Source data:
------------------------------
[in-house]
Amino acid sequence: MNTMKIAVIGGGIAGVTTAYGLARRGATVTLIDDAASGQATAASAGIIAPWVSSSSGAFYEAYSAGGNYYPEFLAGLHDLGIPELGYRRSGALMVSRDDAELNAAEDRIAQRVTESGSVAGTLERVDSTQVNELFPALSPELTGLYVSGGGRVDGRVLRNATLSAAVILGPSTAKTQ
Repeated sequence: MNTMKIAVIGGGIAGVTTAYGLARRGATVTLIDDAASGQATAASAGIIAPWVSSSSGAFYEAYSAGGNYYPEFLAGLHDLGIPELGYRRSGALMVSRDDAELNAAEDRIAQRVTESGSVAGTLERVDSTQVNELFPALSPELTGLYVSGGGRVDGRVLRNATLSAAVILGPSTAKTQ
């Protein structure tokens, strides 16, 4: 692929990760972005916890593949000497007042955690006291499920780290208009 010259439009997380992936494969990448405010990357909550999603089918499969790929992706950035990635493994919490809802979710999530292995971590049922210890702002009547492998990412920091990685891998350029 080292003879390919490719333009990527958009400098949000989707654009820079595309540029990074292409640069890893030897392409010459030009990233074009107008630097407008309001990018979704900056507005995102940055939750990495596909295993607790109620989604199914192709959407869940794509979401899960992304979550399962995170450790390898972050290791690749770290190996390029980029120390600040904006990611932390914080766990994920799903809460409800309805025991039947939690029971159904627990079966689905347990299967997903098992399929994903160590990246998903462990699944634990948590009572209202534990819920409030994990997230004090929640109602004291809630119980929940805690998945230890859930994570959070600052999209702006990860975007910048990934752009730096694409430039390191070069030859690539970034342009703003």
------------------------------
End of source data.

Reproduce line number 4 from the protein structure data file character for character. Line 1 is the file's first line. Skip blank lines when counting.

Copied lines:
């Protein structure tokens, strides 16, 4: 692929990760972005916890593949000497007042955690006291499920780290208009 010259439009997380992936494969990448405010990357909550999603089918499969790929992706950035990635493994919490809802979710999530292995971590049922210890702002009547492998990412920091990685891998350029 080292003879390919490719333009990527958009400098949000989707654009820079595309540029990074292409640069890893030897392409010459030009990233074009107008630097407008309001990018979704900056507005995102940055939750990495596909295993607790109620989604199914192709959407869940794509979401899960992304979550399962995170450790390898972050290791690749770290190996390029980029120390600040904006990611932390914080766990994920799903809460409800309805025991039947939690029971159904627990079966689905347990299967997903098992399929994903160590990246998903462990699944634990948590009572209202534990819920409030994990997230004090929640109602004291809630119980929940805690998945230890859930994570959070600052999209702006990860975007910048990934752009730096694409430039390191070069030859690539970034342009703003």